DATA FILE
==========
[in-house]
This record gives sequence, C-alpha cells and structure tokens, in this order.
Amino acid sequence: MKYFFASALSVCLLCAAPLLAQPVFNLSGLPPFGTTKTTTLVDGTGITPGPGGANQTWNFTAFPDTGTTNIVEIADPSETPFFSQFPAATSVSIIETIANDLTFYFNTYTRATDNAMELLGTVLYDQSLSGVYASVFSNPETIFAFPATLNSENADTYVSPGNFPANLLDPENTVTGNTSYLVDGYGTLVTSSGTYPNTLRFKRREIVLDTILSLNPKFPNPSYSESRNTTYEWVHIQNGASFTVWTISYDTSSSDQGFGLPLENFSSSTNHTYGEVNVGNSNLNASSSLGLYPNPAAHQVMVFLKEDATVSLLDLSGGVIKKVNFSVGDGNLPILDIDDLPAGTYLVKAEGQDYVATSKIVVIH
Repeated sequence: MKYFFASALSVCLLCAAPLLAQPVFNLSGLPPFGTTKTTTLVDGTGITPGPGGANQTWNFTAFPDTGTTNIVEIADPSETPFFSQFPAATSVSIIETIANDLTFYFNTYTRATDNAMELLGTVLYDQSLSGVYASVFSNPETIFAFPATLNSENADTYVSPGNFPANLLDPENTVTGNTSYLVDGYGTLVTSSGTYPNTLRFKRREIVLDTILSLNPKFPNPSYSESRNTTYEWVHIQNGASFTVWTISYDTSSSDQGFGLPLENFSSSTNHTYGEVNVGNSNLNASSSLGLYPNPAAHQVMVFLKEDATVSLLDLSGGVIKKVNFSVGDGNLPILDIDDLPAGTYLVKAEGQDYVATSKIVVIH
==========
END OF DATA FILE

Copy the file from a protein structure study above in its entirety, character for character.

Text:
[in-house]
This record gives sequence, C-alpha cells and structure tokens, in this order.
Amino acid sequence: MKYFFASALSVCLLCAAPLLAQPVFNLSGLPPFGTTKTTTLVDGTGITPGPGGANQTWNFTAFPDTGTTNIVEIADPSETPFFSQFPAATSVSIIETIANDLTFYFNTYTRATDNAMELLGTVLYDQSLSGVYASVFSNPETIFAFPATLNSENADTYVSPGNFPANLLDPENTVTGNTSYLVDGYGTLVTSSGTYPNTLRFKRREIVLDTILSLNPKFPNPSYSESRNTTYEWVHIQNGASFTVWTISYDTSSSDQGFGLPLENFSSSTNHTYGEVNVGNSNLNASSSLGLYPNPAAHQVMVFLKEDATVSLLDLSGGVIKKVNFSVGDGNLPILDIDDLPAGTYLVKAEGQDYVATSKIVVIH
Repeated sequence: MKYFFASALSVCLLCAAPLLAQPVFNLSGLPPFGTTKTTTLVDGTGITPGPGGANQTWNFTAFPDTGTTNIVEIADPSETPFFSQFPAATSVSIIETIANDLTFYFNTYTRATDNAMELLGTVLYDQSLSGVYASVFSNPETIFAFPATLNSENADTYVSPGNFPANLLDPENTVTGNTSYLVDGYGTLVTSSGTYPNTLRFKRREIVLDTILSLNPKFPNPSYSESRNTTYEWVHIQNGASFTVWTISYDTSSSDQGFGLPLENFSSSTNHTYGEVNVGNSNLNASSSLGLYPNPAAHQVMVFLKEDATVSLLDLSGGVIKKVNFSVGDGNLPILDIDDLPAGTYLVKAEGQDYVATSKIVVIH